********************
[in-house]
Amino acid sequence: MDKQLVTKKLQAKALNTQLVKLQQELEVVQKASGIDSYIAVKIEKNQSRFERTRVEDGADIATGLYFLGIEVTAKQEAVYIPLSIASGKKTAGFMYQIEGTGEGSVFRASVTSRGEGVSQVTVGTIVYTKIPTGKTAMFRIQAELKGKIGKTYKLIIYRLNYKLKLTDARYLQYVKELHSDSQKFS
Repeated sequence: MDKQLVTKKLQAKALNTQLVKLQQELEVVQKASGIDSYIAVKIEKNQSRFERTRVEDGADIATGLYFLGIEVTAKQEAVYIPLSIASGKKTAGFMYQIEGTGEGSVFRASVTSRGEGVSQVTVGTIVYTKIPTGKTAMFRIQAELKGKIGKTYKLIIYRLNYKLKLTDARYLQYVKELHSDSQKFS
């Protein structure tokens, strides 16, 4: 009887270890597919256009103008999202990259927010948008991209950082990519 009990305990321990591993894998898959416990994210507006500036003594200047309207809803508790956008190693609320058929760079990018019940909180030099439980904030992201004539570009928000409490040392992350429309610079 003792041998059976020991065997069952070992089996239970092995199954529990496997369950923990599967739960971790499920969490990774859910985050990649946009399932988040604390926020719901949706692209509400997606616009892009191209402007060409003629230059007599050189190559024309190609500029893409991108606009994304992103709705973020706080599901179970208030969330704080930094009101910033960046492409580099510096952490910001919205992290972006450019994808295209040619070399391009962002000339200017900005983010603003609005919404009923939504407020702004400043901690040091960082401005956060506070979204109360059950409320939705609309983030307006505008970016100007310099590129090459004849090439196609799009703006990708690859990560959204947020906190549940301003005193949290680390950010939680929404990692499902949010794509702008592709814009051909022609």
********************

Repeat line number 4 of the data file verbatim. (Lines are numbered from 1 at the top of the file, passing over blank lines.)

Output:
């Protein structure tokens, strides 16, 4: 009887270890597919256009103008999202990259927010948008991209950082990519 009990305990321990591993894998898959416990994210507006500036003594200047309207809803508790956008190693609320058929760079990018019940909180030099439980904030992201004539570009928000409490040392992350429309610079 003792041998059976020991065997069952070992089996239970092995199954529990496997369950923990599967739960971790499920969490990774859910985050990649946009399932988040604390926020719901949706692209509400997606616009892009191209402007060409003629230059007599050189190559024309190609500029893409991108606009994304992103709705973020706080599901179970208030969330704080930094009101910033960046492409580099510096952490910001919205992290972006450019994808295209040619070399391009962002000339200017900005983010603003609005919404009923939504407020702004400043901690040091960082401005956060506070979204109360059950409320939705609309983030307006505008970016100007310099590129090459004849090439196609799009703006990708690859990560959204947020906190549940301003005193949290680390950010939680929404990692499902949010794509702008592709814009051909022609």